The Power of Cake

Posted by: John  :  Category: Creative Brilliance, Culture

When I was kid my mom made my sister and I fabulous birthday cakes. Alligators, Holly Hobbies, guitars; the sky was the limit. Now I am happy to report that the tradition of killer cakes continues with my kids. So let us take a journey into the world of birthday cake and discover the true power this fabulous, frosted confection!

My daughter is 3. She likes to draw, run, sing, teach her dolls Spanish, and most importantly, she like likes Princesses. So my wife and I decided we should make her a Princess Castle cake for her birthday. I mean, why not? This is the first real cake I have ever attempted to make. Why not go big? And I had plenty of beer on hand to help me thru any potential rough spots!

Here is a short, but very sweet, list of the steps involved in out baking process. 

Step 1–Bake
I got  my pans, white & chocolate cake mix, and ice cream cones together. Then I talked my wife into separating the eggs for me. That ensured there would be no shells in the white cake. Then I baked the heck outta that cake. The reason for the ice cream cones will become apparent later.

The ingredients

The ingredients




The egg separator

The egg separator

White cake

White cake


Chocolate cake

Chocolate cake


Step 2–Make frosting
After cleaning up the many stray batter drops it was time to do the real work, decorate that cake! If I were a princess (and many are the times where I’ve wished for a pink dress and glass shooz), I know I would want pink frosting and candy on my cake. And maybe some white frosting accents. So, for this you need over a pound of powered sugar, lots of softened butter, and some red food coloring. Luckily my wife made sure to take some butter out for me the night before so it could soften. Or we really would have been behind schedule.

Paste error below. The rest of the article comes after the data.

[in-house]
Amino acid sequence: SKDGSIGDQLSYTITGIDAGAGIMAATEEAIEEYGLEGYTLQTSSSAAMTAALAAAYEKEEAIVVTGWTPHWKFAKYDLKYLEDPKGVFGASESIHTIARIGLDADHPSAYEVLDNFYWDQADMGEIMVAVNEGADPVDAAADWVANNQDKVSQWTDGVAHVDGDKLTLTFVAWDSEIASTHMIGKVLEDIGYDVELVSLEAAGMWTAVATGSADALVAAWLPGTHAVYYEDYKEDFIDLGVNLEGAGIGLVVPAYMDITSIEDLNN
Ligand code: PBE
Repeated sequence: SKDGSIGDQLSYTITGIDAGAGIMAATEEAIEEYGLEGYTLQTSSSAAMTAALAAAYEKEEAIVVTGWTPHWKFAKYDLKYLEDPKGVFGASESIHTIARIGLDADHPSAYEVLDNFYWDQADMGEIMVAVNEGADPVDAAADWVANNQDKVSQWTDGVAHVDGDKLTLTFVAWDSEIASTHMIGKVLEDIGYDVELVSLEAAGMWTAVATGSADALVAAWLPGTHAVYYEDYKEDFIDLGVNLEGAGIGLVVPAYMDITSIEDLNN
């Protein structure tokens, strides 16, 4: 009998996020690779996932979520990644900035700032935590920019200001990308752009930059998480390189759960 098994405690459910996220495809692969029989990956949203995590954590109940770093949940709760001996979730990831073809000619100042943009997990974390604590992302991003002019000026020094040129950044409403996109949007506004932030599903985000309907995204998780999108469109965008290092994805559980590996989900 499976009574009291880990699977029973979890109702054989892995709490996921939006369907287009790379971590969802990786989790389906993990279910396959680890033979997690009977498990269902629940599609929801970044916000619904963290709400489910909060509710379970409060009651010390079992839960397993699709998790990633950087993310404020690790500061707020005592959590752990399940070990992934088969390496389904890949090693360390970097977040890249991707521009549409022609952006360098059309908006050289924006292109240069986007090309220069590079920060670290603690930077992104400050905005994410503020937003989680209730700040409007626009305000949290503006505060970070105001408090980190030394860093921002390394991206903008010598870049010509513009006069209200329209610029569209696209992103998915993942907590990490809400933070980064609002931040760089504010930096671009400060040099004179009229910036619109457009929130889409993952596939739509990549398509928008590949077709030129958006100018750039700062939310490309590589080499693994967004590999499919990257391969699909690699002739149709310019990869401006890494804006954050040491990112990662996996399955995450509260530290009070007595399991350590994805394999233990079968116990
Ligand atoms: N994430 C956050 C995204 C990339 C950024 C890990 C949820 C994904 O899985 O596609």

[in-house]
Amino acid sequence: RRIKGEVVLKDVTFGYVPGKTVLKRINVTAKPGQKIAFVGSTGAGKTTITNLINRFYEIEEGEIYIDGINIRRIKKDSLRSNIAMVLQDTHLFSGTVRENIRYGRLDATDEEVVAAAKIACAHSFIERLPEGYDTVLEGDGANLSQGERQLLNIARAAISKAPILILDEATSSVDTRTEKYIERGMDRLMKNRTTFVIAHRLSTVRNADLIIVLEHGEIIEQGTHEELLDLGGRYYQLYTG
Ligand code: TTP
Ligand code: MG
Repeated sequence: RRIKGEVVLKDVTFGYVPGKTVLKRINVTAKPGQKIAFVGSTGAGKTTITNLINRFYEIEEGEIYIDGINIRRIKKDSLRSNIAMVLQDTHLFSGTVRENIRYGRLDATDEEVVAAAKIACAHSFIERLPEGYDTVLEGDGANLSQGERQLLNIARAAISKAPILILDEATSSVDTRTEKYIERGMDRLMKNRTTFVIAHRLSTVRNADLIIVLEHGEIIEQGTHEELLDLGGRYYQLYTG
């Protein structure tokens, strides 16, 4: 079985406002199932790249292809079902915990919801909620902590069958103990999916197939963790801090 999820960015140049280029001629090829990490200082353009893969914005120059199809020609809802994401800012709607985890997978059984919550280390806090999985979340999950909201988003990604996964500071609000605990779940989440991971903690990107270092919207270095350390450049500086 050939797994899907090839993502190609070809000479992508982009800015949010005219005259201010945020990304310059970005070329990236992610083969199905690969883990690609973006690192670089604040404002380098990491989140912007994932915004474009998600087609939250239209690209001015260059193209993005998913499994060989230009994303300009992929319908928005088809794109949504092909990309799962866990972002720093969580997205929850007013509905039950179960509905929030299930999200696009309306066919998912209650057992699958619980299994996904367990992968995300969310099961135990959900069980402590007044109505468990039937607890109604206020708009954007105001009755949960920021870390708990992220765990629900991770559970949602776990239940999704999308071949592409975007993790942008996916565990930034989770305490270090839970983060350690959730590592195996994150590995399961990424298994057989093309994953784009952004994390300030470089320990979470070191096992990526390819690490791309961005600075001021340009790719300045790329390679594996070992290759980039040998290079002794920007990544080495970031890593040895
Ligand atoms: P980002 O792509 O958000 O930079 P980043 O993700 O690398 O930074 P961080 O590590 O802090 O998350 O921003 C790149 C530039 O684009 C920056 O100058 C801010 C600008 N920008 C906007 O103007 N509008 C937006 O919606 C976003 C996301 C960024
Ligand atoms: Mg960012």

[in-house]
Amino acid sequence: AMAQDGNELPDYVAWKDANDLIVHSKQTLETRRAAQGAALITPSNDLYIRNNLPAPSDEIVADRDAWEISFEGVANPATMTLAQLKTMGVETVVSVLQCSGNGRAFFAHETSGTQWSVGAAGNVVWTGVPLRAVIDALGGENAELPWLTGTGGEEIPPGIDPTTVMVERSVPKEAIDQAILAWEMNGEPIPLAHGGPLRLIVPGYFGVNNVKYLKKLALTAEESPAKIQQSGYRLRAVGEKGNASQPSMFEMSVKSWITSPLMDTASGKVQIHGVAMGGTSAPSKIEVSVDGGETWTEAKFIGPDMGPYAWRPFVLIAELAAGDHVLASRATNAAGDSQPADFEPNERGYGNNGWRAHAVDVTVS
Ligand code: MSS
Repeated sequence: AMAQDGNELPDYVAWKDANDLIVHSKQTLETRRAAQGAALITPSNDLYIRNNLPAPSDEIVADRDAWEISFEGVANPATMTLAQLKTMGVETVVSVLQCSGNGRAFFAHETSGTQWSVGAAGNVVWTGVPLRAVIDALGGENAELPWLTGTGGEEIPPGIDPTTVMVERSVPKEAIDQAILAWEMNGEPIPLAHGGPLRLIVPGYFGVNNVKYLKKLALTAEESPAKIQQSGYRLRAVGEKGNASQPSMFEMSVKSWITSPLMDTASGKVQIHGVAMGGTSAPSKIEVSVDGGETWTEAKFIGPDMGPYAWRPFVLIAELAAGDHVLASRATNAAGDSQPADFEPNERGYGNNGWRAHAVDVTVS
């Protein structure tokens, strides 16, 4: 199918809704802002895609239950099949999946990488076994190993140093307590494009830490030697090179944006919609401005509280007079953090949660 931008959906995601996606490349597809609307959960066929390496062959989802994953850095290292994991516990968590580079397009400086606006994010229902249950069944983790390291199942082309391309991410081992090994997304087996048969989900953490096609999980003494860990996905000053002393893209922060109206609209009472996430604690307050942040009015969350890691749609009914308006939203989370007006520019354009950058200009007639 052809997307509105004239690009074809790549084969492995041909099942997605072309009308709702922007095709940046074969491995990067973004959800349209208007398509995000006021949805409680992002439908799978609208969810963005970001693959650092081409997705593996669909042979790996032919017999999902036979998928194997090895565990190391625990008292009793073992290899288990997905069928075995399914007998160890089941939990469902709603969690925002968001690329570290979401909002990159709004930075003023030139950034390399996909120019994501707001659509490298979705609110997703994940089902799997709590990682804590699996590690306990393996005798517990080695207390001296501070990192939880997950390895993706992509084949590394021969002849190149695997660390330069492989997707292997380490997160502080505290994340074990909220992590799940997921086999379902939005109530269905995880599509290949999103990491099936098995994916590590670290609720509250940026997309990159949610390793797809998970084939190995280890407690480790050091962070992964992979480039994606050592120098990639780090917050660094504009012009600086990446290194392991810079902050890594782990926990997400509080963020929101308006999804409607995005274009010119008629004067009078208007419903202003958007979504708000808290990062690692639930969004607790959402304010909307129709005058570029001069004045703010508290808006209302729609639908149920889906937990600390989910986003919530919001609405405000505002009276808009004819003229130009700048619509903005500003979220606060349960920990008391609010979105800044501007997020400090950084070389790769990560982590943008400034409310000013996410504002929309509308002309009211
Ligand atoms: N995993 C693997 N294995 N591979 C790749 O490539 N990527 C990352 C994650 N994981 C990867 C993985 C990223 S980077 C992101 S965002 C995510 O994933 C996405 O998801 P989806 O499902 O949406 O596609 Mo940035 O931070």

One pound of powdered sugar

One pound of powdered sugar


Viola! Pink frosting!

Viola! Pink frosting!


Step 3–Frost that cake, decorate that cake
At first this was a lot harder than I realized. Crumbs were coming up everywhere and I was on the verge of tears. Okay, not tears really. But I was not happy with how things were going. Then my sister-in-law let me in on a little secret. Dip your frosting-spreading apparatus (knife, spatual, wooden plank, etc) into hot water and the frosting will cooperate a lot better. Well then, now I was off to the races, frosting like a champ!

I cut up my square cake, got out the toothpicks and built the tower. Frosting that tower had its challenges, but I managed. Next I cut out the pricess pictures I had printed out earlier and placed them on the cake. Frosting makes a great glue. Next I cut the bottom off the ice cream cone cupcakes and added the tops as turrets. Finally I added some candy/marshmallow decorations and some white frosting highlights. Bam!